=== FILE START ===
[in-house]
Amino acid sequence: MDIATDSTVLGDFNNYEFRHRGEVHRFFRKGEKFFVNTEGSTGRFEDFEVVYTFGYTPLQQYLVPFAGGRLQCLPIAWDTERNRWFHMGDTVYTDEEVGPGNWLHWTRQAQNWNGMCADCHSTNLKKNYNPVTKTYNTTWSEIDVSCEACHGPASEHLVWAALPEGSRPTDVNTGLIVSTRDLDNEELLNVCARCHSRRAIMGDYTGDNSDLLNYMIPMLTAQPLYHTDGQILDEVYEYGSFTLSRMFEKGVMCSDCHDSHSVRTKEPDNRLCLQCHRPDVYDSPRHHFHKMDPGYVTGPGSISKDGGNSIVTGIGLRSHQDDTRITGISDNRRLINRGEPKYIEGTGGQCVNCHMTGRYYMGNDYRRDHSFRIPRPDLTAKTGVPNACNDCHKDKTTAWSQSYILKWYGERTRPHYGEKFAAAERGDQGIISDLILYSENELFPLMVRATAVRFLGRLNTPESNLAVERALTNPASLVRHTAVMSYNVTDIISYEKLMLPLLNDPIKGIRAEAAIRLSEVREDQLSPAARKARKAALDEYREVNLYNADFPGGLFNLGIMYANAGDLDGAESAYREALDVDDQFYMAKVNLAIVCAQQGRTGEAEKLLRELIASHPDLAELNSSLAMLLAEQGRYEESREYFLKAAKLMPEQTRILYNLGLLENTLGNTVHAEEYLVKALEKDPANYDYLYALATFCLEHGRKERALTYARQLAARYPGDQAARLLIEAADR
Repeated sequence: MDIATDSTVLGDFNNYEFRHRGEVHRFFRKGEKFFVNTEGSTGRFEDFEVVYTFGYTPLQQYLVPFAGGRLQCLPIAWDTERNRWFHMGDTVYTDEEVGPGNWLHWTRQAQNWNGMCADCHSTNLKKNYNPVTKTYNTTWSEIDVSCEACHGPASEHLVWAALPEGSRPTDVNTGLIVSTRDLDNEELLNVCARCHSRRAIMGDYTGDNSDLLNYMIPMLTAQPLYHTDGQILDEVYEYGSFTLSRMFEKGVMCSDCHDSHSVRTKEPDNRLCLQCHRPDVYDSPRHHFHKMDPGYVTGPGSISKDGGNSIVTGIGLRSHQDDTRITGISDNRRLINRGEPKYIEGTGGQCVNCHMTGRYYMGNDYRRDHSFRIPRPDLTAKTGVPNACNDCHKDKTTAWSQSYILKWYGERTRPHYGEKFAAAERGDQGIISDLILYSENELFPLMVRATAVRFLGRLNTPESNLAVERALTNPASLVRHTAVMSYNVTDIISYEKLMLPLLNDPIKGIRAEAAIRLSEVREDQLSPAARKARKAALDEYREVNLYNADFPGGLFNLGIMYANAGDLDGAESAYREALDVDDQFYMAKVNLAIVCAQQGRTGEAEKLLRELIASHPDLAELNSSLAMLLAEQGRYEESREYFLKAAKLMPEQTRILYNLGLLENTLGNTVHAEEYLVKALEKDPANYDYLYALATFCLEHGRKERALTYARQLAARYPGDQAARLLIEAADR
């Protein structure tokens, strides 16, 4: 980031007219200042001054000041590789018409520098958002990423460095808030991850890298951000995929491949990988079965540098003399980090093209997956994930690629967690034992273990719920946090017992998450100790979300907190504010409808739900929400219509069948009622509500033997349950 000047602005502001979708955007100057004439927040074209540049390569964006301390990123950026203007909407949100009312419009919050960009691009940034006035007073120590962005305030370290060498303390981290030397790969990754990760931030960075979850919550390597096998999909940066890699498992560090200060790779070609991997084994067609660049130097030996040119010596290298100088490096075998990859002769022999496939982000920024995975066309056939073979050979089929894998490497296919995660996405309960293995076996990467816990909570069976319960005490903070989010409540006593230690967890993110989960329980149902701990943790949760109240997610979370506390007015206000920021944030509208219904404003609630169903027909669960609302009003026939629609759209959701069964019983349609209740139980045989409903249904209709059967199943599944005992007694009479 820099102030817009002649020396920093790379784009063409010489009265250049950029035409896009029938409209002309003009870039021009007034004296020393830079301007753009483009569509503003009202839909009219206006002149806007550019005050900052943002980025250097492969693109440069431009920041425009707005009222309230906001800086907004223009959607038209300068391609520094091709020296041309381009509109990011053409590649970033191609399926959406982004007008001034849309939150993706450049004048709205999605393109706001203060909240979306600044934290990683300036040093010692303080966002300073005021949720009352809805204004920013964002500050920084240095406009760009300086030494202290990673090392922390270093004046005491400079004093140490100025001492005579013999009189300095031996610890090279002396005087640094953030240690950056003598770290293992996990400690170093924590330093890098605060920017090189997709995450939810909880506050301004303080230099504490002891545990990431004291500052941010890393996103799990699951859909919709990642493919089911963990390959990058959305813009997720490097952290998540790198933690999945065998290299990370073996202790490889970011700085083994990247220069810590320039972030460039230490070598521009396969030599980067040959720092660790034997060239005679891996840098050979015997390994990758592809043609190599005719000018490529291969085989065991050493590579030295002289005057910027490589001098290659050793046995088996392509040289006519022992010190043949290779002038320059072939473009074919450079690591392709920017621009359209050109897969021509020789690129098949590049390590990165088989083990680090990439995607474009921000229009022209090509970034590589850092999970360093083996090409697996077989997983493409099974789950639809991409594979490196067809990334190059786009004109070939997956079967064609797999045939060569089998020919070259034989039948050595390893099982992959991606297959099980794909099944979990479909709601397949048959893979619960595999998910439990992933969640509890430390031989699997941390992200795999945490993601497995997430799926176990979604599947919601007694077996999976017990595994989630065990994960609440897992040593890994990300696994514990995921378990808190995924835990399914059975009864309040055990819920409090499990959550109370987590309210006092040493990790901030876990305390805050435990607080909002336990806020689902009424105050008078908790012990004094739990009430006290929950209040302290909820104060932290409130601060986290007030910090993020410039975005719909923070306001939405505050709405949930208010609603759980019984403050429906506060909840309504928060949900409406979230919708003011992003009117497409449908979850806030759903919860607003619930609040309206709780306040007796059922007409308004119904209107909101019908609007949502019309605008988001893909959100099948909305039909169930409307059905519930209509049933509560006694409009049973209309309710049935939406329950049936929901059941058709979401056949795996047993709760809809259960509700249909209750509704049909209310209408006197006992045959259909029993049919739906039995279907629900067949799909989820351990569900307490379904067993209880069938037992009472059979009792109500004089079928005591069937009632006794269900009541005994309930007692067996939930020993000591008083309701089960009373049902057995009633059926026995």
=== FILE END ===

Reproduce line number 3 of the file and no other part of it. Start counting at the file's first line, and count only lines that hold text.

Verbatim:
Repeated sequence: MDIATDSTVLGDFNNYEFRHRGEVHRFFRKGEKFFVNTEGSTGRFEDFEVVYTFGYTPLQQYLVPFAGGRLQCLPIAWDTERNRWFHMGDTVYTDEEVGPGNWLHWTRQAQNWNGMCADCHSTNLKKNYNPVTKTYNTTWSEIDVSCEACHGPASEHLVWAALPEGSRPTDVNTGLIVSTRDLDNEELLNVCARCHSRRAIMGDYTGDNSDLLNYMIPMLTAQPLYHTDGQILDEVYEYGSFTLSRMFEKGVMCSDCHDSHSVRTKEPDNRLCLQCHRPDVYDSPRHHFHKMDPGYVTGPGSISKDGGNSIVTGIGLRSHQDDTRITGISDNRRLINRGEPKYIEGTGGQCVNCHMTGRYYMGNDYRRDHSFRIPRPDLTAKTGVPNACNDCHKDKTTAWSQSYILKWYGERTRPHYGEKFAAAERGDQGIISDLILYSENELFPLMVRATAVRFLGRLNTPESNLAVERALTNPASLVRHTAVMSYNVTDIISYEKLMLPLLNDPIKGIRAEAAIRLSEVREDQLSPAARKARKAALDEYREVNLYNADFPGGLFNLGIMYANAGDLDGAESAYREALDVDDQFYMAKVNLAIVCAQQGRTGEAEKLLRELIASHPDLAELNSSLAMLLAEQGRYEESREYFLKAAKLMPEQTRILYNLGLLENTLGNTVHAEEYLVKALEKDPANYDYLYALATFCLEHGRKERALTYARQLAARYPGDQAARLLIEAADR